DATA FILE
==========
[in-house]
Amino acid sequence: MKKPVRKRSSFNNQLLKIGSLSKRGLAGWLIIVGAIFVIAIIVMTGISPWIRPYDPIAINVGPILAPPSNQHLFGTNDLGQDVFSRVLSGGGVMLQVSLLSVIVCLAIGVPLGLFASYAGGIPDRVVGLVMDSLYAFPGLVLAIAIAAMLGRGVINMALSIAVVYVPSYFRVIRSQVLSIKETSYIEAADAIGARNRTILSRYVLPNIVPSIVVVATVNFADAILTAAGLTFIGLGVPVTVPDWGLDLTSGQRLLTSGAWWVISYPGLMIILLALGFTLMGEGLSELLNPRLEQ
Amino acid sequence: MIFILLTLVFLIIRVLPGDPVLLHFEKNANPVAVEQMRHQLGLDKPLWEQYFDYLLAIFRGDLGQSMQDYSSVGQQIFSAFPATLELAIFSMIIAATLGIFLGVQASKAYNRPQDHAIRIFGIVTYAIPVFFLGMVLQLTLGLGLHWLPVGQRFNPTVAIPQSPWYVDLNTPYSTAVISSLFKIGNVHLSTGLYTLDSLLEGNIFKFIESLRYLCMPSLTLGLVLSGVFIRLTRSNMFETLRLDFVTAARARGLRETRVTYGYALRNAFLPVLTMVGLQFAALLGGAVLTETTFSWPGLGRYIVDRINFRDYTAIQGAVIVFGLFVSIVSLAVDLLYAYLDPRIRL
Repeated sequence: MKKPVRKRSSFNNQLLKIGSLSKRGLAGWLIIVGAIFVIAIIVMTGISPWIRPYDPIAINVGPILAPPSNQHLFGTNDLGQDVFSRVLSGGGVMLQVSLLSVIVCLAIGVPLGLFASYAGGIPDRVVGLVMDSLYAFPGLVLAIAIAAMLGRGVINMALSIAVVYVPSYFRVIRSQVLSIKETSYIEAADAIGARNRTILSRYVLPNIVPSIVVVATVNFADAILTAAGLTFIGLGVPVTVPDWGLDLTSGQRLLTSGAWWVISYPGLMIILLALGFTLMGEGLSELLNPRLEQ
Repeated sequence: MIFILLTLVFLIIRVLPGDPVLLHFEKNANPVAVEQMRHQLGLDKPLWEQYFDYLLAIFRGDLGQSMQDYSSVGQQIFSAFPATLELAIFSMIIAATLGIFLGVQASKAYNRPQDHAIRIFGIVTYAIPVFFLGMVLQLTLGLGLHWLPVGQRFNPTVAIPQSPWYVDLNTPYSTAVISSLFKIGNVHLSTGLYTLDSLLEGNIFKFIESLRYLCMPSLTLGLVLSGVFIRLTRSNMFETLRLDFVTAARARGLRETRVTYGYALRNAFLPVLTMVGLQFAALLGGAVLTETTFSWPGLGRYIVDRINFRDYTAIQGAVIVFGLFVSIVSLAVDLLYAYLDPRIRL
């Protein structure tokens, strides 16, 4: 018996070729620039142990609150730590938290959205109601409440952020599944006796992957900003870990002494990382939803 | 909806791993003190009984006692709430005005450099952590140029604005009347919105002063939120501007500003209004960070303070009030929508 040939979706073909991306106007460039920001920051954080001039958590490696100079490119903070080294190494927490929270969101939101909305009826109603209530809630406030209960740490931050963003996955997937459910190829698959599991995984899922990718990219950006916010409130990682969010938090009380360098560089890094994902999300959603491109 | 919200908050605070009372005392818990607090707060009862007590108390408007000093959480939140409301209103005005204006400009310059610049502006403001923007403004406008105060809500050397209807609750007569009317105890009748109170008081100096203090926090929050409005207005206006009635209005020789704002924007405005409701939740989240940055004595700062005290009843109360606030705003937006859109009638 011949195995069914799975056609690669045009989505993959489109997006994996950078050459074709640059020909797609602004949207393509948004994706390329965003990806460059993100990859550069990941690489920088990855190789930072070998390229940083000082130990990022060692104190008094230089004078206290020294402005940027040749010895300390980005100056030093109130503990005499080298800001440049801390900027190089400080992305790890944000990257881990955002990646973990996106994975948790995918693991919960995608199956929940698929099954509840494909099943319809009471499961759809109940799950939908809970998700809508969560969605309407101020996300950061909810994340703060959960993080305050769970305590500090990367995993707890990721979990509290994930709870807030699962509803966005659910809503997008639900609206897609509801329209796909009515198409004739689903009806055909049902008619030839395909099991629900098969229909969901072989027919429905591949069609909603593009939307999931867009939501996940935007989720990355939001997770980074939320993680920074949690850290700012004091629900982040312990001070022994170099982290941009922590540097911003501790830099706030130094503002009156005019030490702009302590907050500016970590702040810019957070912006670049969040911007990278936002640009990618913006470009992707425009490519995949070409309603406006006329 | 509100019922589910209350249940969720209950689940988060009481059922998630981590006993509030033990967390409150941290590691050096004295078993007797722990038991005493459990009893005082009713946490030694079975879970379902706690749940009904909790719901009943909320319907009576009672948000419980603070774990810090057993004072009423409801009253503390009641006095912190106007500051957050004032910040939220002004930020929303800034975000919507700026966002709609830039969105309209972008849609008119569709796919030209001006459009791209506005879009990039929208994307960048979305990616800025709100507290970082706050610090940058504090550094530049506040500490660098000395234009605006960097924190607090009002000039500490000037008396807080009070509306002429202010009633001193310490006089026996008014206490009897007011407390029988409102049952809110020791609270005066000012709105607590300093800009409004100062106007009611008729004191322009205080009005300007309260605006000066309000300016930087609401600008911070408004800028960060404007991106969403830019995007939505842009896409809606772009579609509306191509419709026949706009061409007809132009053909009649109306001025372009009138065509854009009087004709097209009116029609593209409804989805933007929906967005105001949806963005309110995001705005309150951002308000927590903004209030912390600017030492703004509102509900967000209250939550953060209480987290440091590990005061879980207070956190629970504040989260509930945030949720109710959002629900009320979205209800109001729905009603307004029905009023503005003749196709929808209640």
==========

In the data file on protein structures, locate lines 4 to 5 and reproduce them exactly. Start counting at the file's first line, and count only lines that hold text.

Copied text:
Repeated sequence: MKKPVRKRSSFNNQLLKIGSLSKRGLAGWLIIVGAIFVIAIIVMTGISPWIRPYDPIAINVGPILAPPSNQHLFGTNDLGQDVFSRVLSGGGVMLQVSLLSVIVCLAIGVPLGLFASYAGGIPDRVVGLVMDSLYAFPGLVLAIAIAAMLGRGVINMALSIAVVYVPSYFRVIRSQVLSIKETSYIEAADAIGARNRTILSRYVLPNIVPSIVVVATVNFADAILTAAGLTFIGLGVPVTVPDWGLDLTSGQRLLTSGAWWVISYPGLMIILLALGFTLMGEGLSELLNPRLEQ
Repeated sequence: MIFILLTLVFLIIRVLPGDPVLLHFEKNANPVAVEQMRHQLGLDKPLWEQYFDYLLAIFRGDLGQSMQDYSSVGQQIFSAFPATLELAIFSMIIAATLGIFLGVQASKAYNRPQDHAIRIFGIVTYAIPVFFLGMVLQLTLGLGLHWLPVGQRFNPTVAIPQSPWYVDLNTPYSTAVISSLFKIGNVHLSTGLYTLDSLLEGNIFKFIESLRYLCMPSLTLGLVLSGVFIRLTRSNMFETLRLDFVTAARARGLRETRVTYGYALRNAFLPVLTMVGLQFAALLGGAVLTETTFSWPGLGRYIVDRINFRDYTAIQGAVIVFGLFVSIVSLAVDLLYAYLDPRIRL